You know, we talk a lot about insect pests and how to control them on the Bug Lessons blog. However, insects play a very important role in various ecosystems around the world. In this blog, we want to focus on the traits that make insects unique, valuable, and critical to a happy, healthy earth! Read on to find out why bugs are not just foes—in fact, most of them are friends.
A Few Fun Facts
Insects are all over the place. We mean that literally; insects are the most abundant animals on the planet. Over 1.5 million species of insects are currently described, and there are probably many more that we haven’t even found yet! There are insects in almost every habitat within every biome and they come in all sorts of colors, shapes, sizes, and exhibit many amazing and unique behaviors. Although we tend to focus on ways to get rid of insects that cause damage, today we are going to go over five reasons why we actually need insects to help sustain us and our planet.
1. Insects form the base of the food web. Insects are the largest food source for animals that eat meat—both on land and in freshwater. Because there are an estimated one quintillion (1,000,000,000,000,000,000) insects on earth at any one time, they outweigh and outnumber all other animals combined. This means that insects are the biggest link between plants and animals in food webs.
2. Insects are predators, too, and they keep many harmful organisms in check. Although not technically insects, spiders eat anywhere from 400-800 million tons of insect pests annually. Wasps are voracious predators that can consume up to two pounds of pest insects within a 2,000 square foot garden. Called “biological control”, many insects serve as natural enemies of pest insects and we use these insects to control pests in an array of settings (e.g., releasing lady beetles to control aphids in greenhouse settings).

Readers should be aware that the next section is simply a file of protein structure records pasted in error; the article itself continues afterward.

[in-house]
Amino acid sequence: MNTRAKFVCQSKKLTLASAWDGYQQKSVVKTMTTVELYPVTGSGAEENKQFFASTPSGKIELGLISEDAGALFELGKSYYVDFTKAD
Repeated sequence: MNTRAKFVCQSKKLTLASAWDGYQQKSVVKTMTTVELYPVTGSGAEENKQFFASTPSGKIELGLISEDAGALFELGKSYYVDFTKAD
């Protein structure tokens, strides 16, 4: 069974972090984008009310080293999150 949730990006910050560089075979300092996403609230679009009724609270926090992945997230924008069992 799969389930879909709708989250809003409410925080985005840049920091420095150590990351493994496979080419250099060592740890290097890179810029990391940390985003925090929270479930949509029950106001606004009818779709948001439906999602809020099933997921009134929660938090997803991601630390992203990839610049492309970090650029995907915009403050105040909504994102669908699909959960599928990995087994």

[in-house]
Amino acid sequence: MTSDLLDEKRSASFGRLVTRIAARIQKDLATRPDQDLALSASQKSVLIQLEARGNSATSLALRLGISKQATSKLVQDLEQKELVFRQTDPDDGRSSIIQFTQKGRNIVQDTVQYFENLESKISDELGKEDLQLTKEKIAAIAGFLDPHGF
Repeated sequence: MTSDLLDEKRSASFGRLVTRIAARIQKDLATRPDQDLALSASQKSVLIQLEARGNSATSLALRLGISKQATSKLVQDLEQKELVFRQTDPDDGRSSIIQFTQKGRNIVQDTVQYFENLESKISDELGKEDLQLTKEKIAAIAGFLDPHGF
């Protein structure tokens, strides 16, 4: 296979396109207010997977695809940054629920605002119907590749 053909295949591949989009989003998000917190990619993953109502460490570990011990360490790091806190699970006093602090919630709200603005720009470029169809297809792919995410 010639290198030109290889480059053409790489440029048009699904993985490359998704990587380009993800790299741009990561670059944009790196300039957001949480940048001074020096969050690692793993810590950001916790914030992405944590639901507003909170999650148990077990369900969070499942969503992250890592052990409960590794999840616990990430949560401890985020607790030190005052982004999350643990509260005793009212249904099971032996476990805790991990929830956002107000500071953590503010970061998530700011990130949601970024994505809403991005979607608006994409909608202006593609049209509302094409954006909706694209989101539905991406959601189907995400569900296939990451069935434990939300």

Insects are, on occasion, their own worst enemies. A lady beetle can eat as many as 50 aphids in a day. Many insect predators play an important role as natural enemies (organisms that reduce the population sizes of other organisms) that control pest insects (insects that can cause damage within ecosystems). (Image Credit: John Flannery, Image Source: Wikimedia Commons)
3. You’ve probably already heard the buzz (no pun intended) associated with insect pollinators such as honey bees. Insects play a nearly incalculable role in the pollination of plants. Approximately 75% of plants require an animal pollinator. There are over 200,000 animal pollinators, and the majority of these are insects. Various agency efforts to protect insect pollinators are crucial, because it is estimated that insects provide more than 24 billion dollars to the US economy through their pollination services.
4. Insects also provide waste services. Many insects are scavengers or decomposers that break down dead or dying materials to form new life. They clean up dung, dead plants, dead animals, and recycle wood—and they turn these waste materials into nutrient rich sources of organic matter for other organisms. Humans may be struggling to understand recycling, but insects have it down pat!
5. Did you know that some insects and/or insect byproducts can serve as medicine? Bee venom is a powerful compound used to treat rheumatoid arthritis (RA), gout, osteoarthritis, chronic fatigue system, and a number of other ailments. As weird as it may sound, maggots are helpful in cleaning up infected wounds. Maggots eat the infected tissue, leaving healthy tissue behind. This is a strategy that has been utilized since the Mayans. Scientists are still researching other uses for insects as medicine, too, so stay tuned!